When it’s hot outdoors, everyone wants to be in a cool room, and most often, we turn to AC to do this. While some homes have AC in every room, a vast number use window-type AC conditioners. If you have a large AC system, you can stop air leakage into rooms that don’t need looking but blocking the AC vent.
However, a window-type AC unit deals with one room. So the question is, how can you direct the cool air to where you need it? In our guide, you can learn how to use a window AC diverter.
It doesn’t matter if you have a store-bought window air conditioner deflector or a window air conditioner deflector DIY; you can use these or other options to get the air flow to go where you want it and increase your home’s cooling efficiency. (Read Lifting A Washing Machine By Yourself)
How Do I Redirect AC Airflow?
You can redirect airflow from your window AC with an air deflector.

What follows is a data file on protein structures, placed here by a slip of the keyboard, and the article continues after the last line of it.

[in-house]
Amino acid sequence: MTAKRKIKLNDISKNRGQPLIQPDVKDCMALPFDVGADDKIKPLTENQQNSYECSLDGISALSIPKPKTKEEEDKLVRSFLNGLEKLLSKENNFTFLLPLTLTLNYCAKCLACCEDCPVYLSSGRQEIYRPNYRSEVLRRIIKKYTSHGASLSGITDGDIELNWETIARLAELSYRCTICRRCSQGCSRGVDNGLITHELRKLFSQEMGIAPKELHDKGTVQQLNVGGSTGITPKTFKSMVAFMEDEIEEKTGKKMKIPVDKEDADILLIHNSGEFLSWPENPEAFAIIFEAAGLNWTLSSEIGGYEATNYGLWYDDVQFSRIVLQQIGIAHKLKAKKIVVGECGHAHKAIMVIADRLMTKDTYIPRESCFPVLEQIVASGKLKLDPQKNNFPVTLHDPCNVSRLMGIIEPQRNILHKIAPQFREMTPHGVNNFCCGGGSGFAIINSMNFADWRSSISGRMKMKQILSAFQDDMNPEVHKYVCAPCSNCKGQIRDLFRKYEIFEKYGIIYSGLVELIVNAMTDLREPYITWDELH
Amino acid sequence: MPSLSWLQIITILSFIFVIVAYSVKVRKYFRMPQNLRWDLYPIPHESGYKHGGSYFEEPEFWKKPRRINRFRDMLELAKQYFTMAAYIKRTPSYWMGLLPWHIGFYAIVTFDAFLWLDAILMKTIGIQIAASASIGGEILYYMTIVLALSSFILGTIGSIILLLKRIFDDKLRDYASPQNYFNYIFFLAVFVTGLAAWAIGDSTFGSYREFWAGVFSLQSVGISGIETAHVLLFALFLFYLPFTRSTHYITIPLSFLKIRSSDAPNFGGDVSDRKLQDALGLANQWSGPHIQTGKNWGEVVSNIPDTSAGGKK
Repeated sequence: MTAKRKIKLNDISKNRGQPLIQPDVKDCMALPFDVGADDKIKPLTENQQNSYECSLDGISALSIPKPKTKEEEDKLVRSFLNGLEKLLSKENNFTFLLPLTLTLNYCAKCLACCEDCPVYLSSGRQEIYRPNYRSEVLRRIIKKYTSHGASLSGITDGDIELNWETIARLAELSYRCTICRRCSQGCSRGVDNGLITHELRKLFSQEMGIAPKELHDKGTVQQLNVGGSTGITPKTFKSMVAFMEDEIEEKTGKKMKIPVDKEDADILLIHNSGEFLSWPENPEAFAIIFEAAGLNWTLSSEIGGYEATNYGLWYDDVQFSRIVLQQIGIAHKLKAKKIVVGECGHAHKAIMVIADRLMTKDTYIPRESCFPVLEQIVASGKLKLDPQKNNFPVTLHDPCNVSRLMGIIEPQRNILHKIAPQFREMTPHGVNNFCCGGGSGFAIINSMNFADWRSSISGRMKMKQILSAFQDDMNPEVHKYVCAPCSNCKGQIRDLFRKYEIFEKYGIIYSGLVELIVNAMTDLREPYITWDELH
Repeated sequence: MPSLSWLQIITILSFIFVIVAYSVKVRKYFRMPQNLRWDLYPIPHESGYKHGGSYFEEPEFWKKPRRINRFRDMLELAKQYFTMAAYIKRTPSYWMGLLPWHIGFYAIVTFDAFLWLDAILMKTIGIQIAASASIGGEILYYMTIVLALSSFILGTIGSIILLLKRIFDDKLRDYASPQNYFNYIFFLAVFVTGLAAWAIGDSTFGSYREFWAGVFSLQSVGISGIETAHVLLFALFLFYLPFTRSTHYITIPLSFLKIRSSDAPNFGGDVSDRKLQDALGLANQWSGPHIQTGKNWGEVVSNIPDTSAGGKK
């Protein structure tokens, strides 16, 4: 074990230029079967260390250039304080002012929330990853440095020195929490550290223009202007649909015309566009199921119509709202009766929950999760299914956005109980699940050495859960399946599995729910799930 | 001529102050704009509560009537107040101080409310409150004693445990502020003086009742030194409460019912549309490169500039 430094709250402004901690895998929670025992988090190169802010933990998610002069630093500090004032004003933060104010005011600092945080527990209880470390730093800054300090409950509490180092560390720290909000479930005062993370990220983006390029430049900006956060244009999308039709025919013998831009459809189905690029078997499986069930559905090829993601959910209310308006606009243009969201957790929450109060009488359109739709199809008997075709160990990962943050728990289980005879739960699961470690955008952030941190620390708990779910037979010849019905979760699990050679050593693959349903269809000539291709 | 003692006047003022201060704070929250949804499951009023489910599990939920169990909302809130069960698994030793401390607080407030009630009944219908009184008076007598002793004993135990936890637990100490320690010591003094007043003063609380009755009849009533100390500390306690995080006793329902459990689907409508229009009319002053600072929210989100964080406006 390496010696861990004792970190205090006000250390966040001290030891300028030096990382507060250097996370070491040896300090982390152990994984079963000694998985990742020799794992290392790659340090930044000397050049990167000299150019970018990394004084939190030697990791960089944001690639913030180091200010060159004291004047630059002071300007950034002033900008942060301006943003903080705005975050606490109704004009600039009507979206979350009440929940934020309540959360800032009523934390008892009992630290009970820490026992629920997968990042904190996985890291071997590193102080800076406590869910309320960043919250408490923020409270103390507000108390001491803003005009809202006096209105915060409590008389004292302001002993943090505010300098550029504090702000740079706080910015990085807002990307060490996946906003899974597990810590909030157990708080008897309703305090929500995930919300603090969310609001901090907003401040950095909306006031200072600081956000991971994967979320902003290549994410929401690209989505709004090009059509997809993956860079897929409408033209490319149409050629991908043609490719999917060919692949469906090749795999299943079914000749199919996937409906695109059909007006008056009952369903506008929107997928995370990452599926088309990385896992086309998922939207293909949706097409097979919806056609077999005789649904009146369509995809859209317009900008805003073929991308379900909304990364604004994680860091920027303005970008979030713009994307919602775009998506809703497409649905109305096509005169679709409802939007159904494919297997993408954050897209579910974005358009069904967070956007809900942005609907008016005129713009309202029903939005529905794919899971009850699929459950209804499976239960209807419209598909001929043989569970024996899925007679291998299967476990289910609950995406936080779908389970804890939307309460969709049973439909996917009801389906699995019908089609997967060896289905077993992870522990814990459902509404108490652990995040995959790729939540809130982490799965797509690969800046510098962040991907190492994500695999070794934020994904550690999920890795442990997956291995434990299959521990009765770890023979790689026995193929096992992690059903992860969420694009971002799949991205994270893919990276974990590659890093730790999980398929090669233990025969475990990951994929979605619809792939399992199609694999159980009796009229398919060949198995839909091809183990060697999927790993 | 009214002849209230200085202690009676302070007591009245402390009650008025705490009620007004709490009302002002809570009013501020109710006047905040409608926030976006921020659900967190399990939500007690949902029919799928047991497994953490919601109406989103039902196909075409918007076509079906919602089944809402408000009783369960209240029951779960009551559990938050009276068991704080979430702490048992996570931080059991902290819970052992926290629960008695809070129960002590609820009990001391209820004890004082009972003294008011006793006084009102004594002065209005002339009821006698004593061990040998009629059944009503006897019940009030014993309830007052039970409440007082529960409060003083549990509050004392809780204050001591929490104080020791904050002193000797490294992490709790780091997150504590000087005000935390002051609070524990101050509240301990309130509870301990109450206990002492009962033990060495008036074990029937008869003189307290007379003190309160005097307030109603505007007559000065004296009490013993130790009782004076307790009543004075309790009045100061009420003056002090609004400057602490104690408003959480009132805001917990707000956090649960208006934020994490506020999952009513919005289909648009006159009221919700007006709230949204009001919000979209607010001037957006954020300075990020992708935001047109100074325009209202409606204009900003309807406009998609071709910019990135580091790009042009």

To do so, place the air deflector in front of the Window AC outlet. The airflow will be diverted into the room, allowing you to stay cool and comfortable while using your air conditioner.
You can make an air deflector out of wood if you are handy with tools. Attach a round mesh sheet on a board in front of the outlet on your Window AC using thin metal wires.
For the best results, secure them together and to make this air deflector highly effective, wrap foam sheets around the edges.
Next, you can put a plastic cover to the outlet where cold air comes out of your window AC to redirect airflow. To be effective, this needs to sit snug in the outlet, with no gaps or holes allowing air to escape.
if you want something simple to redirect airflow from your window AC, use a cardboard box. Cut an L shape out of one end of the box and insert it into one of the side apertures in front of your Window AC outlet.
After cutting on both ends, you can tape it to prevent it from moving as the cardboard directs it around your room.
You may make this more advanced by using a motorized fan. Turn on the fan to redirect airflow from your window air conditioner so that cold air enters all around your room.